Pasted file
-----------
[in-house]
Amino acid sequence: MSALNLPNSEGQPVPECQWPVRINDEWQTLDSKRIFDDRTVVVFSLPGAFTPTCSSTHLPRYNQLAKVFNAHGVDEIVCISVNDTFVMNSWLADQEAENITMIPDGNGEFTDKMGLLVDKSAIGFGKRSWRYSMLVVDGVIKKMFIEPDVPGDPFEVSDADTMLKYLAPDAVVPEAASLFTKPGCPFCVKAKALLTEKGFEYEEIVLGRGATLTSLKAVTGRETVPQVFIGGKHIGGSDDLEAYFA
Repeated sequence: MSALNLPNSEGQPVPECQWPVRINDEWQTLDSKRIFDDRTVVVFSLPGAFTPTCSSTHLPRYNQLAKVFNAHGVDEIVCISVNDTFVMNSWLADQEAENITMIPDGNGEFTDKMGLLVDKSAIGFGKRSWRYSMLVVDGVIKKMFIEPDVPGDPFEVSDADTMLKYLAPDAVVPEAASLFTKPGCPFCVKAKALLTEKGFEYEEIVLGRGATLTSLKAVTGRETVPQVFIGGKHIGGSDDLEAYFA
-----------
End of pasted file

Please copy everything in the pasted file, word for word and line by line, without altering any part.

[in-house]
Amino acid sequence: MSALNLPNSEGQPVPECQWPVRINDEWQTLDSKRIFDDRTVVVFSLPGAFTPTCSSTHLPRYNQLAKVFNAHGVDEIVCISVNDTFVMNSWLADQEAENITMIPDGNGEFTDKMGLLVDKSAIGFGKRSWRYSMLVVDGVIKKMFIEPDVPGDPFEVSDADTMLKYLAPDAVVPEAASLFTKPGCPFCVKAKALLTEKGFEYEEIVLGRGATLTSLKAVTGRETVPQVFIGGKHIGGSDDLEAYFA
Repeated sequence: MSALNLPNSEGQPVPECQWPVRINDEWQTLDSKRIFDDRTVVVFSLPGAFTPTCSSTHLPRYNQLAKVFNAHGVDEIVCISVNDTFVMNSWLADQEAENITMIPDGNGEFTDKMGLLVDKSAIGFGKRSWRYSMLVVDGVIKKMFIEPDVPGDPFEVSDADTMLKYLAPDAVVPEAASLFTKPGCPFCVKAKALLTEKGFEYEEIVLGRGATLTSLKAVTGRETVPQVFIGGKHIGGSDDLEAYFA